The good news is my legs felt great. No jello there. The bad news is I was just plain tired. Somewhere in the first mile, some dude runs up to me and starts talking to me. You know me, so I started talking back. He said he was there as a volunteer to help get the finishers in and was going to run with me the entire way. At the time, I didn’t know that was because I was last. Haha. There were a few cyclists behind me so I didn’t think I was dead last, but I was. So we ran and we talked. Or more accurately, we jogged and he talked. There was lots of walking, lots of water chugging and lots of internal anger as I watched my blood sugar plummet to 124 within an hour. I stuffed myself with Huma and Clif Shot Blocks and took in Gatorade at the water stops. I found my family in Tyson Park, and I snagged an inhaler from my mom. My lingering cough was killing me and my chest was tight. It’s weird because I felt good; I was just tired. So, so tired. My cowbell girls showed up on their bikes on the run and shouted some really awesome cheers. They were great. The run was an out-and-back loop. When I made that turn halfway through and could see transition, it was the first time I truly struggled. That second half of the run included a whole lot of prayers. My sweet niece was on the second loop, and my brother and sister-in-law ran those last four miles with me. And my personal runner, David… yep, still there like a rock star! About a mile out, my blood sugars were dropping. I stuffed food, chugged a Gatorade and a cup of Coke. I was not stopping now, not that close. I passed transition with a GGM reading of 64, but I knew as soon as I stopped, I’d spike from that last surge of sugar and carbs and would be fine. I was right. I finished at 95, and the trend arrow on my CGM was pointing straight up. I didn’t care about that arrow because I had finished.
About one mile out, two folks decked out in Rev3 gear showed up to run with us in. At that point, it was an entourage. I had David (my personal running buddy), my brother and Christy, two Rev3 folks and two lovely state troopers bringing up the rear. Ha! I heard the cheers from the last rest stop at the top of the hill by Thompson-Bowling Arena and that was the first time I truly choked up. I didn’t really have the lung capacity for tears though. We passed transition, and they told me everyone was waiting for me at the finish line. I expected my family, not a crowd. I mean, hello, I was last. But on the greenway bridge, I could hear them. I could hear the announcer and the cheers. I rounded the corner of the finisher’s chute with my family and the tears wouldn’t hold any longer. It was one of the proudest moments of my life, one of the most rewarding and one of the most humbling. All that emotion from training, from long, hot runs, from frustrating blood sugars in the pool, from persevering when it was so hard, from moving forward when diabetes made me want to stop, from the fear of lake monsters and snakes… all of that came flowing to the surface and the smile across my face proved it. To cross that line full of cheers from strangers who waited for me until the last :23 seconds after several long days of set-up, was nothing short of incredible. To work so hard to cross that line and to know I didn’t do it alone… all of that gratefulness came flooding out. You may be reading this and not believe in the power of prayer, but I’m here to tell you how real it is. To have a race that long and to not stop. To push my broken body and busted pancreas that far and to not have any major issues or blood sugar malfunctions. To have a runner to distract me from the miles and block the hard mental battle of that run. To have blue skies and sunshine. If you only knew how many people in my life were praying for me on that day, well, you’d believe. That moment, with those people around me, strangers and family, I saw a plan unfold, a dream reached, a goal achieved. I saw the limits diabetes often gives me and then I watched those limits shatter with every step forward. I saw the beauty in the suffering, and I saw how good really does come out of all things. I saw my own little miracle and life transformation unfold, and I was so incredibly humbled by this entire experience.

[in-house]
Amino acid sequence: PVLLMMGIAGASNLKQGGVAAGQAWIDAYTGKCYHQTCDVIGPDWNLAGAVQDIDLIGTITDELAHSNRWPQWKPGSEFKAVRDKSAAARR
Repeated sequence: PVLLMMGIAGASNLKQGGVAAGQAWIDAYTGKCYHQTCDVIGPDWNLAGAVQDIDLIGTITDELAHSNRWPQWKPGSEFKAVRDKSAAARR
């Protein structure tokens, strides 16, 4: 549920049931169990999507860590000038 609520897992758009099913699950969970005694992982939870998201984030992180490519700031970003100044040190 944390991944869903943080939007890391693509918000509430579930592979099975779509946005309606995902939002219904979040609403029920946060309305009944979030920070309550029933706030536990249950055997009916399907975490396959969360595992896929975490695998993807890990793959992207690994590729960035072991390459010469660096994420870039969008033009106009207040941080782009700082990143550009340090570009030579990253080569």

I do this stuff (epic bike rides and centuries, half marathons, a 70.3) because I have type 1 diabetes. T1D is my motivation, and I will continue to shatter people’s expectations and ideas about life with this auto-immune disease. I may only shatter them by :23 seconds, but I’ll keep fighting until we have a cure for this disease. (You can help fund that cure, here.)
I will never be able to adequately say thank you to my family, to my friends, to David or to the Rev3 Knoxville team. This was one of the highlights of my life, and definitely of my short athletic life. I said I’d never do another 70.3, but Monday, all I could think about was how I could beat that 8:29:37 time. 😉 I will say this for certain. If I do this again, it will most definitely be a Rev3 race. This team was exceptional, and I am so grateful for this team of kind, encouraging, spectacular people. Thank you, Rev3 Knoxville!